This past Wizard World Comic Con convention featured actors and actresses from The Walking Dead, Firefly, Captain America 2: The Winter Soldier, and Doctor Who, but there were also several panels that dealt with the politics and social justice of nerd culture. Panels such as “The Battle for Multicultural Heroes” and “Horrible, Horrible, Horrible Stereotypes in Comic Books” discussed issues of representation and diversity in comic books, television and movies.
On Saturday, June 21 I sat in on the panel “Civil Rights and Social Justice Movements as Reflected in Comic Books,” moderated by Doctor Thomas Strange. The panel hoped to examine “how we’re doing as a culture, because we are a culture, we are a nerd culture,” Dr. Strange introduced. “Are we being inclusive? We are responsible for our own culture,” Dr. Strange emphasized, highlighting one of the central debates within contemporary Comic Con culture—the role that producers and consumers play in perpetuating negative and problematic stereotypes or disrupting normative sexist, homophobic or otherwise discriminatory attitudes towards various communities. Michael Manning, comic book author and writer, started off the panel with a discussion of Marvel’s X-Men and their ability to “reflect any minority that has been oppressed.” His section of the panel focused on sanctuary cities and illegal aliens, explicating how the X-Men storylines perfectly parallel public response to immigration within the United States.
The panel also discussed representations of LGBTQ communities in comic books. Dan Parent, an author and writer most famous for his work on the Archie comics, spoke about the character Kevin Keller, who was introduced to the Archie comics in 2010 and was the first openly gay character to be featured in the cast. Tom Boucher talked about Marvel’s Alpha Flight team, which featured two Native American characters, a handicapped hero and the gay speedster Northstar, and mentioned Batwoman coming out of the closet in 2006. DC Comics, however, prevented Batwoman (Kate Kane) from marrying her longtime partner Maggie Sawyer, a decision that instigated many of the panelists and audience members to comment on the issues, such as marriage equality, that still need to be appropriately dealt with within the comic book community.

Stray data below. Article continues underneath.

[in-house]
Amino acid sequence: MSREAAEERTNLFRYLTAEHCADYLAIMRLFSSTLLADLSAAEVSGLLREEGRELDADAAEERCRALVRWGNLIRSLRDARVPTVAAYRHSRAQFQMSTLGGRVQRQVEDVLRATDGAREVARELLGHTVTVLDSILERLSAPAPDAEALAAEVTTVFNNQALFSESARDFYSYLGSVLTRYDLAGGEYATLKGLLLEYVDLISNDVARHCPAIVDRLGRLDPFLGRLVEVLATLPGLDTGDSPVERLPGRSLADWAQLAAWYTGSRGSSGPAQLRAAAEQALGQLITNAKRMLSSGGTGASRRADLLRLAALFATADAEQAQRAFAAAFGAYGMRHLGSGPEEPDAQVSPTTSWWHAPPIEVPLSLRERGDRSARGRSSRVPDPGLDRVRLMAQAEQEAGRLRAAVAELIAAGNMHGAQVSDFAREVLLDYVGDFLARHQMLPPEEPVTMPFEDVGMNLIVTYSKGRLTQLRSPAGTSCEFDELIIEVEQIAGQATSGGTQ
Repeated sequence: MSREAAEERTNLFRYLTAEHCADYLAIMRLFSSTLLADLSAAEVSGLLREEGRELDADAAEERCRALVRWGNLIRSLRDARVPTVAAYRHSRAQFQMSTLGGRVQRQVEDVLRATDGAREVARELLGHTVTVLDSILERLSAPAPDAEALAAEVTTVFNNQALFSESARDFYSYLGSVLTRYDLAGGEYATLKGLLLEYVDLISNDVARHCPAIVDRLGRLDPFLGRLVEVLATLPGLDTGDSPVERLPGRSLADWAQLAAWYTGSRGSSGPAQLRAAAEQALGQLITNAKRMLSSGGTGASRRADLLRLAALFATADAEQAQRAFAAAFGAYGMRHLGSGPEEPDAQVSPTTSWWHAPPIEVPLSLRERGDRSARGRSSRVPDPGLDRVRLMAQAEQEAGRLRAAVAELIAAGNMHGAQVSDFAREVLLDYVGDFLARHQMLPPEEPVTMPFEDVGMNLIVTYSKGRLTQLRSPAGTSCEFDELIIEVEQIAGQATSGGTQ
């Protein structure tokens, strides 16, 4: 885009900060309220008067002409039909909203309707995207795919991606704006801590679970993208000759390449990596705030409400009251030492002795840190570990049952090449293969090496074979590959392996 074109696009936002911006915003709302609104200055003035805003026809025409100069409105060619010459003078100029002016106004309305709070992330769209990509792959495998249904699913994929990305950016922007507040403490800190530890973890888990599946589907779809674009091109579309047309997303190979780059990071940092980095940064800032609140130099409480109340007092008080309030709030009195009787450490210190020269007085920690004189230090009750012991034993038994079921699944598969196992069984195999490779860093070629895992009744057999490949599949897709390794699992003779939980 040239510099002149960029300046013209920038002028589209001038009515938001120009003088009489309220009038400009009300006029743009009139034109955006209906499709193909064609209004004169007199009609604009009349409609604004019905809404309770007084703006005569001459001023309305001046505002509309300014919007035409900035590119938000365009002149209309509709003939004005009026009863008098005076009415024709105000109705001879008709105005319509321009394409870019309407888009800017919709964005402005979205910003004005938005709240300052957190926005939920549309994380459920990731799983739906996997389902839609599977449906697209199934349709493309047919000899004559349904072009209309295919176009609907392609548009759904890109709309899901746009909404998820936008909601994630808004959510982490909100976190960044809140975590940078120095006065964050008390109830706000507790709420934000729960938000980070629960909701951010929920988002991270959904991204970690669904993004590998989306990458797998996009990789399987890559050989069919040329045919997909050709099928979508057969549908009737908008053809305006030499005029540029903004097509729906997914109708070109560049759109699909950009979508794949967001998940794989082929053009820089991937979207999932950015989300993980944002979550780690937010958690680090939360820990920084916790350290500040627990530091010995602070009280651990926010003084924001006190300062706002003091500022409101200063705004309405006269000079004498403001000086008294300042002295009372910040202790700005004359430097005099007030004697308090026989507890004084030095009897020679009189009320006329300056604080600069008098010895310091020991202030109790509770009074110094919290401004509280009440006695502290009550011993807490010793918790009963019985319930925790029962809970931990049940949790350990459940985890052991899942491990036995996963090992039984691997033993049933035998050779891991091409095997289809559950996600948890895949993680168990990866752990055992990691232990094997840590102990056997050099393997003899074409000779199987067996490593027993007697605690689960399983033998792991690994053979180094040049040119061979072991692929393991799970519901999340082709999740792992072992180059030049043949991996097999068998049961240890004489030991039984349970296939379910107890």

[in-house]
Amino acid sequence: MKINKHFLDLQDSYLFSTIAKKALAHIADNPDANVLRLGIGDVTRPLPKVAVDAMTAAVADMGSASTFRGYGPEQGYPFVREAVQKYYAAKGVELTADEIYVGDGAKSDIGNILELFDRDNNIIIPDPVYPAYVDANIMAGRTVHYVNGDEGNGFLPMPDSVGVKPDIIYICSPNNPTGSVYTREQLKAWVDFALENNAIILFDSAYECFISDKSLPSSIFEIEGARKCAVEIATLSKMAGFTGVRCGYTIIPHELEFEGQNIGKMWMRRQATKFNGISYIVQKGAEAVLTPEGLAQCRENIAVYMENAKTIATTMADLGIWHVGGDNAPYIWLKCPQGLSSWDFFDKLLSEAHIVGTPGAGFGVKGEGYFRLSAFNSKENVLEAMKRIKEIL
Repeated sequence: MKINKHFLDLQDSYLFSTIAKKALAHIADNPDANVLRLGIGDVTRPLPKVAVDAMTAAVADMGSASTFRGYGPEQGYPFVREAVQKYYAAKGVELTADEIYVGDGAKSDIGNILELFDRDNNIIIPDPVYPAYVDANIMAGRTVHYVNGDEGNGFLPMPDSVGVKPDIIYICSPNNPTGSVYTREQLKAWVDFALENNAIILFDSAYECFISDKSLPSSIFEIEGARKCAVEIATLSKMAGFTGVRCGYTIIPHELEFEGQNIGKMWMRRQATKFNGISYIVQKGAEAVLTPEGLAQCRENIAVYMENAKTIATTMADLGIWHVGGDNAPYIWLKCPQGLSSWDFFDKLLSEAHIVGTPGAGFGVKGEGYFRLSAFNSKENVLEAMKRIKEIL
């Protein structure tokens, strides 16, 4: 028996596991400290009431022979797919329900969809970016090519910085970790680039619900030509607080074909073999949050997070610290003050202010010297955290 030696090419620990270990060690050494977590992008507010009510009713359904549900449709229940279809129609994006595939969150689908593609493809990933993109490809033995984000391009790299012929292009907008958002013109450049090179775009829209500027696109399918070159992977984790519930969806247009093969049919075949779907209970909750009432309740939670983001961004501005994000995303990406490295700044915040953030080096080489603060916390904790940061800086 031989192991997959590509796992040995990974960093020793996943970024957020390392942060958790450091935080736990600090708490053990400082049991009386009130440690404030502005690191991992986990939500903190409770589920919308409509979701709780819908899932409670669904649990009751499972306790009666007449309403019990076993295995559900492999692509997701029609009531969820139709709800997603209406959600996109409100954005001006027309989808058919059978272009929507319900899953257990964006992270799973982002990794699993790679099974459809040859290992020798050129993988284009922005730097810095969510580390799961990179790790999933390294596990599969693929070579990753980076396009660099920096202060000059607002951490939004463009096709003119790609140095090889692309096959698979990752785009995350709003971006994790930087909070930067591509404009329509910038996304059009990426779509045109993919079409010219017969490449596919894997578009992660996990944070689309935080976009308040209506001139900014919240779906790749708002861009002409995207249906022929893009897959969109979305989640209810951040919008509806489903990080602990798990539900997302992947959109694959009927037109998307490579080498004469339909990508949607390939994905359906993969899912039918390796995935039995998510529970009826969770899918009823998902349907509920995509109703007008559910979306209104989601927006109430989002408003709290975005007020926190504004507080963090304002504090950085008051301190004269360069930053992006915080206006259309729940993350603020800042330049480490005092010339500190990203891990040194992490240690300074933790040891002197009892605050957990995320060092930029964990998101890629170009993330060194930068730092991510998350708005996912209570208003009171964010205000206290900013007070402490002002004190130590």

Laura Hargreaves, author of the blog Pretty Nerdy Things, also led a discussion about women’s issues in comic books, focusing primarily on the history and progression of Wonder Woman comics. Hargreaves talked about Wonder Woman’s status as a feminist icon, as well as DC’s failure to give Wonder Woman her own movie or television series. This section on gender led into a brief exchange on issues of sexual harassment at conventions, sparking movements such as Cosplay is NOT Consent and Hollaback!.
The panel provided a space for fans, writers and artists to express disappointment with the way certain civil rights issues have been handled by comic book creators, as well as note the important steps the industry has made toward inclusion and equality. As Dan Parent said, it is “better creatively to write stories with a broad array of characters” and comic books present a perfect medium to confront and unpack lingering social issues and prejudices in our society today.